The tax treatment described above relating to construction for tribes and tribal members does not apply to construction for the federal government, even if the work is performed in Indian country. Please refer to the government contracting section in this guide for more information (WAC 458-20-17001).
How to document tax-exempt transactions
Contractors that provide construction services to tribes or enrolled tribal members/citizens in Indian country must verify the tax-exempt status of the tribe or enrolled tribal member/citizen. To do this, they must review the buyer’s identification and obtain a completed Tax exemption for sales to tribes from the buyer.
Here are some examples of acceptable identification:
- tribal membership card
- letter from tribal official
- list of tribal members from a tribal official
- treaty fishery identification card
You must keep appropriate records on the tax exempt status of transactions for five years. Individual businesses may contact the department to determine the best way to keep records for specific situations.
Current Indian tribes
Our state allows pre-emption of tax for federally recognized tribes and their members.
As of the date of this notice, the following tribes are federally recognized and have Indian country within the state of Washington:
- Chehalis Confederated Tribes
- Colville Confederated Tribes
- Cowlitz Tribe
- Hoh Tribe
- Jamestown S'Klallam Tribe
- Kalispel Tribe
- Lower Elwha Klallam Tribe
- Lummi Nation
- Makah Tribe
- Muckleshoot Tribe
- Nisqually Tribe
- Nooksack Tribe
- Port Gamble S'Klallam Tribe
- Puyallup Tribe
- Quileute Tribe
- Quinault Nation
- Samish Nation
- Sauk-Suiattle Tribe
- Shoalwater Bay Tribe
- Skokomish Tribe
- Snoqualmie Tribe
- Spokane Tribe
- Squaxin Island Tribe
- Stillaguamish Tribe
- Suquamish Tribe
- Swinomish Tribe
- Tulalip Tribes
- Upper Skagit Tribe
- Yakama Nation
You can find contact information on tribal government and administration on the Governor’s Office of Indian Affairs website or:
Governor's Office of Indian Affairs
210 11th Avenue SW, Suite 415
PO Box 40909
Olympia WA 98504
Indian means a person on the tribal rolls of an Indian tribe. A person on the tribal rolls is also known as an “enrolled member”, “member”, “enrolled person”, “enrollee” or “tribal member”. The term "Indian" includes only those persons who are enrolled with the tribe upon whose territory the activity takes place and does not include Indians who are members of other tribes. An enrolled member's spouse is considered an "Indian" for purposes of this rule if this treatment does not conflict with tribal law.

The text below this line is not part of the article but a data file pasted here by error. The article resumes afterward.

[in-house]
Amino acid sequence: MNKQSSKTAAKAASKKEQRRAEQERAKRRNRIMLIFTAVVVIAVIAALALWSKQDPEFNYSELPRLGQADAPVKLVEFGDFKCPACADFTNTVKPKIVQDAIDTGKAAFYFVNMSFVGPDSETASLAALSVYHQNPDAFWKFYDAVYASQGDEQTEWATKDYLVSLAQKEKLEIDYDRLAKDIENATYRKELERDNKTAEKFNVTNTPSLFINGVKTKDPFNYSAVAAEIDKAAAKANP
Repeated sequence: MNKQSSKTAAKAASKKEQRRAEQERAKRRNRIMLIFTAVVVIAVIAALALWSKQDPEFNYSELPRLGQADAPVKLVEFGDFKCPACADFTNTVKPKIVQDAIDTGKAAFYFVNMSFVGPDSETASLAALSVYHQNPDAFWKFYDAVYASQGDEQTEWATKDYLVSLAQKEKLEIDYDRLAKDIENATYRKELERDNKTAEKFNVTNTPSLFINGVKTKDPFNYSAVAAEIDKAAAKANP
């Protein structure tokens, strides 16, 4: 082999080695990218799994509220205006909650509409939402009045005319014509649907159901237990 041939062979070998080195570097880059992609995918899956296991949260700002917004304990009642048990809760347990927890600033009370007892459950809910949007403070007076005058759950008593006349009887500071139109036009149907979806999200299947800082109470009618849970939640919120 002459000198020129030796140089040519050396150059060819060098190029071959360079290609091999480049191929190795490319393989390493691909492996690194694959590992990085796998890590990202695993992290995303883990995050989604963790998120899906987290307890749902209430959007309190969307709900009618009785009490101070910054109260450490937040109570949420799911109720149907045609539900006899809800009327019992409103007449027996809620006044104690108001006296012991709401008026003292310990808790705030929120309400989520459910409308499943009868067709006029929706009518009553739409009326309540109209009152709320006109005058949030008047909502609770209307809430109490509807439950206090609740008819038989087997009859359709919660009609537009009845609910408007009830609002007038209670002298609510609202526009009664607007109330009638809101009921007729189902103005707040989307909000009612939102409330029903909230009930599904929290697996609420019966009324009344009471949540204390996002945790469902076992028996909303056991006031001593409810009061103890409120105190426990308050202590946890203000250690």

Indian country means all land within the limits of any Indian reservation. In addition, Indian country includes trust land located outside of a reservation. This includes allotments that have restricted land status. "Restricted land” is identified by title that is vested in an Indian or tribe, and the property is subject to federal restrictions on alienation and encumbrance.
Tribe means an Indian nation, tribe, band, community or other entity recognized Indian tribe by the United States’ Department of the Interior. The phrase “federally recognized Indian tribe” and the term “tribe” have the same meaning as “Indian tribe.”
Materials means items that become a permanent part of the finished construction provided that the items have not previously been used or consumed in the performance of the construction activity. For example, “materials” include concrete, tie rods, lumber, finish hardware, windows, roofing, etc., which become part of the structure being built or improved.
Consumables means items and services consumed in the performance of the construction. This includes rental equipment with or without an operator. “Consumables: include form lumber, sand paper, saw blades, equipment and tools.